The adoption journey is exciting and suspenseful at it’s best. At it’s worst, the journey can be heartbreaking. As with any relationship you enter into, there are unequivocally instances of deception and scams that are hard to spot. These deceptions can occur with birth parents, adoptive parents, and agencies. No one is immune to risk in an adoption journey. When we speak of adoption scams, these are typically referring to and characterized by a birth parent or parents committing to place their child with an adoptive parent or parents but never intending to do so. They may commit to placing their child with multiple families while receiving financial assistance from each. It’s important to note that while scams do occur, this is not a reason to be untrusting in all cases. Most birth parents are not trying to scam anyone or wishing anyone ill will. It is, however, most important to know the signs of a scam so you can breathe a bit easier in their situation.  

A few years ago, my husband and I were looking for a home to rent and found a beautiful house online. We emailed the homeowner, who quickly emailed us back. He noted that the home was still available, but we could not see the house, as he lived in another state. He stated that we could drive by and look through the windows if we wanted. He would rent it to us for cheap, and we didn’t have to submit any paperwork! All we had to do was mail him a $1,000 deposit, and he would mail us the key. Simple, right? If, like me, you wouldn’t buy this email for a second, you have a head start in identifying adoption scams. Many scammers will reply to messages or profiles with very general emails. You can tell they haven’t really taken the time to read your profile, and the information they include seems too general and too good to be true.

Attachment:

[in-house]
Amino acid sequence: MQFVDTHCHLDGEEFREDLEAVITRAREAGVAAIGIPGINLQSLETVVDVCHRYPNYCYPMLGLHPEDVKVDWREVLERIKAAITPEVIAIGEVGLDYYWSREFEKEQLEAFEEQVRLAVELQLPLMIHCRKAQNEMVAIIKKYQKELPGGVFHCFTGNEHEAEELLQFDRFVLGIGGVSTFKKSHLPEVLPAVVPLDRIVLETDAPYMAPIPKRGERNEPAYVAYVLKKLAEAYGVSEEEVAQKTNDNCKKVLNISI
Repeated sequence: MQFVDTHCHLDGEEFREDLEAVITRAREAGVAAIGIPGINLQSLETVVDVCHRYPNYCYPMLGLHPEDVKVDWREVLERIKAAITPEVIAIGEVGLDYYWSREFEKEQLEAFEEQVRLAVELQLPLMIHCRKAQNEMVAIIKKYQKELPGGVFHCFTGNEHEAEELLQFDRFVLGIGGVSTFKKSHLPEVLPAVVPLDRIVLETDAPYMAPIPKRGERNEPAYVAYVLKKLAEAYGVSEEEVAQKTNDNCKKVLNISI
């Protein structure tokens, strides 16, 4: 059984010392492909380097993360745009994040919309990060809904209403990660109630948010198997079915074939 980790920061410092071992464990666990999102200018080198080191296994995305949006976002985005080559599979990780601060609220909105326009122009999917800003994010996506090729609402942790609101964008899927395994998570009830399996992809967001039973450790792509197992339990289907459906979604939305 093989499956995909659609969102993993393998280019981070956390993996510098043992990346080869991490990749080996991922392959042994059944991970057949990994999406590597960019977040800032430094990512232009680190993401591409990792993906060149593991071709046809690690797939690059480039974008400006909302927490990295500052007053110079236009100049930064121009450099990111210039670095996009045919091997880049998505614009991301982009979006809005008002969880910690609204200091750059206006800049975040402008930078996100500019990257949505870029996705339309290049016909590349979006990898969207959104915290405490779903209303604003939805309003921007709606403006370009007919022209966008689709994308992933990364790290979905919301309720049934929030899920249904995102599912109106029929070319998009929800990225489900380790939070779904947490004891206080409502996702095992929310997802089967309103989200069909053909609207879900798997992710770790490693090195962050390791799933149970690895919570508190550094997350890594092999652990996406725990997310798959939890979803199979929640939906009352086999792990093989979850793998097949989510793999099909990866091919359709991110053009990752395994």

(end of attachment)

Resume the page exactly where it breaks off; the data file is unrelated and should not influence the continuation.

The Signs

There are some common and glaring signs of adoption scams to be mindful of and keep your eyes open for. If a birth parent reaches out, take the time to search his or her name and email address on the internet. The birth parent’s information may be listed on forums warning others of scams. Also do a reverse image search of any pictures sent to see if it can be found on any other website and easily used as a tool for deception. Take the time to do your due diligence, and utilize your adoption agency or attorney for all your interactions with prospective matches.

If a birth parent asks for money right away, that can also be a sign of a play for financial assistance. While financial assistance is often part of the adoption process, this should only go through an adoption agency or attorney. Another sign of a scam can be lack of communication. It can indicate indecisiveness, but it can also be a sign that the birth parent does not want to divulge too much information and blow the scam. If a birth mother refuses to provide proof of pregnancy or speak with your agency, it’s wise to keep up your guard.

Click here for more tips on avoiding internet adoption scams.

Written by Lita Jordan